In 2019 a novel coronavirus-induced disease (COVID-19) emerged in Wuhan, China. A month later the Chinese Center for Disease Control and Prevention identified a new beta-coronavirus (SARS coronavirus 2, or SARS-CoV-2) as the aetiological agent. The clinical manifestations of COVID-19 range from asymptomatic infection or mild, transient symptoms to severe viral pneumonia with respiratory failure. As many patients do not progress to severe disease the overall case fatality rate per infected individual is low, but hospitals in areas with significant community transmission have experienced a major increase in the number of hospitalized pneumonia patients, and the frequency of severe disease in hospitalised patients can be as high as 30%. The progression from prodrome (usually fever, fatigue and cough) to severe pneumonia requiring oxygen support or mechanical ventilation often takes one to two weeks after the onset of symptoms. The kinetics of viral replication in the respiratory tract are not well characterized, but this relatively slow progression provides a potential time window in which antiviral therapies could influence the course of disease.
There are currently no approved anti-viral or host-directed treatments for COVID-19. This study allows reliable assessment of the effects of multiple different treatments (including re-purposed and novel drugs) on major outcomes in COVID-19. All patients will receive usual care for the participating hospital.
First (main) randomisation
No additional treatment: There are currently no approved anti-viral or host-directed treatments for COVID-19.
Lopinavir-Ritonavir: Lopinavir is a human immunodeficiency virus 1 (HIV-1) protease inhibitor, which is combined with ritonavir to increase lopinavir’s plasma half-life. Lopinavir-Ritonavir has shown activity against SARS and MERS CoVs.
Low dose corticosteroids: Favourable immune response modulation by low-dose corticosteroids might help treat severe acute respiratory coronavirus infections, including COVID-19, SARS and MERS.
Hydroxychloroquine: Hydroxychloroquine, a derivative of chloroquine, has been used for many decades to treat malaria and rheumatological diseases. It has antiviral activity against SARS-CoV-2 in cell culture.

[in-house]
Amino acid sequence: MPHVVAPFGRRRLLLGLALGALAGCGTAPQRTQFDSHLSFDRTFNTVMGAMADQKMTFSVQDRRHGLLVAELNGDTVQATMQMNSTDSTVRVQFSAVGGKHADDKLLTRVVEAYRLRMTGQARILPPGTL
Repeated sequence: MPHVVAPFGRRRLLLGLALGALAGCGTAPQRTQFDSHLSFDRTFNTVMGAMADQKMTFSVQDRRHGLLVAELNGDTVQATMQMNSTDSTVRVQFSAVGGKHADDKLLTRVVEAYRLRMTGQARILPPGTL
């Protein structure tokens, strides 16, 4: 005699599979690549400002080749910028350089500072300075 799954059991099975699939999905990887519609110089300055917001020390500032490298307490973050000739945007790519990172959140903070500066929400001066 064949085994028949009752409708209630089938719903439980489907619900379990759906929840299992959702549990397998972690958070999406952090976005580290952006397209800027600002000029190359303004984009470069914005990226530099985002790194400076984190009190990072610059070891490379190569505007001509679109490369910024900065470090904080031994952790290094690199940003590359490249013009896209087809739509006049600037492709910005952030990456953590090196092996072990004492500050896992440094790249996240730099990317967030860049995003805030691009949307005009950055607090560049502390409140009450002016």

Azithromycin: Azithromycin is a macrolide antibiotic with immunomodulatory properties that has shown benefit in inflammatory lung disease.
Second randomisation for patients with progressive COVID-19
Severe COVID-19 is associated with release of pro-inflammatory cytokines, such as IL-1, IL-6 and TNFα, and other markers of systemic inflammation including ferritin and C-reactive protein.3,5,6 There is a possibility that this response may cause or exacerbate lung injury, leading to life-threatening disease.
Participants with progressive COVID-19 (as evidenced by hypoxia and an inflammatory state) may undergo an optional second randomisation between the following treatment arms:
No additional treatment: There are currently no approved immunomodulatory or other host-directed treatments to prevent the progression of COVID-19.
Tocilizumab: Tocilizumab is an interleukin-6 (IL-6) receptor antibody which blocks a
component of the immune response that may drive progression to ARDS.
Additional information can be found on the official trial website: https://www.recoverytrial.net/
Honorary Professor of Emergency Medicine & Clinical Director of the Emergency Department
Early diagnosis is central to improving outcomes for patients with cancer. For cancers without specific risk factors, or with no screening programs are difficult to diagnose and patients often present with non-specific symptoms. Unfortunately this means that these patients are often diagnosed late on in the development of the disease and treatment options are reduced.
ISARIC/WHO Clinical Characterisation Protocol for Severe Emerging Infections in the UK (CCP-UK)